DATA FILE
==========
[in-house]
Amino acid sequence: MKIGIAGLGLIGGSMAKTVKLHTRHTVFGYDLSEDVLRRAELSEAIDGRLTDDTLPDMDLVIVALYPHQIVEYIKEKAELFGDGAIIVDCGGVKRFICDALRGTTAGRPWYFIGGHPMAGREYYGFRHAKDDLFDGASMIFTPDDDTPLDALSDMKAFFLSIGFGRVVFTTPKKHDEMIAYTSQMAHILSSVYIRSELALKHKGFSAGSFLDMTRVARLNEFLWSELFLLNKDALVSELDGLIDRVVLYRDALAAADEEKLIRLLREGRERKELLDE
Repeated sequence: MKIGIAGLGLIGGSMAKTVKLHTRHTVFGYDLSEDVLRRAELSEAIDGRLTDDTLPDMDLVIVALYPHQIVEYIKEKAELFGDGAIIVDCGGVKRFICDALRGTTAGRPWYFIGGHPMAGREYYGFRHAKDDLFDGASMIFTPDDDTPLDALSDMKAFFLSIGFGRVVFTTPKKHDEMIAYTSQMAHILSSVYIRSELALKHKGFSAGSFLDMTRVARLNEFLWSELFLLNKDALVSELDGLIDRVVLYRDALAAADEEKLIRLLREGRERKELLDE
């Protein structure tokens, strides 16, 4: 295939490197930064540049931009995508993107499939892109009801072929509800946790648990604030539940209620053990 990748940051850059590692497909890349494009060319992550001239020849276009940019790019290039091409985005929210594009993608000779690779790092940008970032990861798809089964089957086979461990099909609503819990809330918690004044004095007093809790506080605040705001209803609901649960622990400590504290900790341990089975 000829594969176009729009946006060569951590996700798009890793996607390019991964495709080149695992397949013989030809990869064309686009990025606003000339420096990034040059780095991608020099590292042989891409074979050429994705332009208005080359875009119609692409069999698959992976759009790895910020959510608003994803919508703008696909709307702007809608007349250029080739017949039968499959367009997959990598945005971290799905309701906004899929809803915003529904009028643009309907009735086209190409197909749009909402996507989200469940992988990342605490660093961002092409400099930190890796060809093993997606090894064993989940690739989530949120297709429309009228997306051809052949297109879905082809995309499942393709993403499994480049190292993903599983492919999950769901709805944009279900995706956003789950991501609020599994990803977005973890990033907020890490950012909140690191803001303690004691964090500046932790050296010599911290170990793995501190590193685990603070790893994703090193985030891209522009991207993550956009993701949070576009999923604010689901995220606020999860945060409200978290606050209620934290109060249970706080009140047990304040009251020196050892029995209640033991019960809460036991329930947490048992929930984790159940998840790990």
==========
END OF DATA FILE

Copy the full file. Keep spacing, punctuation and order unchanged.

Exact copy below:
[in-house]
Amino acid sequence: MKIGIAGLGLIGGSMAKTVKLHTRHTVFGYDLSEDVLRRAELSEAIDGRLTDDTLPDMDLVIVALYPHQIVEYIKEKAELFGDGAIIVDCGGVKRFICDALRGTTAGRPWYFIGGHPMAGREYYGFRHAKDDLFDGASMIFTPDDDTPLDALSDMKAFFLSIGFGRVVFTTPKKHDEMIAYTSQMAHILSSVYIRSELALKHKGFSAGSFLDMTRVARLNEFLWSELFLLNKDALVSELDGLIDRVVLYRDALAAADEEKLIRLLREGRERKELLDE
Repeated sequence: MKIGIAGLGLIGGSMAKTVKLHTRHTVFGYDLSEDVLRRAELSEAIDGRLTDDTLPDMDLVIVALYPHQIVEYIKEKAELFGDGAIIVDCGGVKRFICDALRGTTAGRPWYFIGGHPMAGREYYGFRHAKDDLFDGASMIFTPDDDTPLDALSDMKAFFLSIGFGRVVFTTPKKHDEMIAYTSQMAHILSSVYIRSELALKHKGFSAGSFLDMTRVARLNEFLWSELFLLNKDALVSELDGLIDRVVLYRDALAAADEEKLIRLLREGRERKELLDE
């Protein structure tokens, strides 16, 4: 295939490197930064540049931009995508993107499939892109009801072929509800946790648990604030539940209620053990 990748940051850059590692497909890349494009060319992550001239020849276009940019790019290039091409985005929210594009993608000779690779790092940008970032990861798809089964089957086979461990099909609503819990809330918690004044004095007093809790506080605040705001209803609901649960622990400590504290900790341990089975 000829594969176009729009946006060569951590996700798009890793996607390019991964495709080149695992397949013989030809990869064309686009990025606003000339420096990034040059780095991608020099590292042989891409074979050429994705332009208005080359875009119609692409069999698959992976759009790895910020959510608003994803919508703008696909709307702007809608007349250029080739017949039968499959367009997959990598945005971290799905309701906004899929809803915003529904009028643009309907009735086209190409197909749009909402996507989200469940992988990342605490660093961002092409400099930190890796060809093993997606090894064993989940690739989530949120297709429309009228997306051809052949297109879905082809995309499942393709993403499994480049190292993903599983492919999950769901709805944009279900995706956003789950991501609020599994990803977005973890990033907020890490950012909140690191803001303690004691964090500046932790050296010599911290170990793995501190590193685990603070790893994703090193985030891209522009991207993550956009993701949070576009999923604010689901995220606020999860945060409200978290606050209620934290109060249970706080009140047990304040009251020196050892029995209640033991019960809460036991329930947490048992929930984790159940998840790990």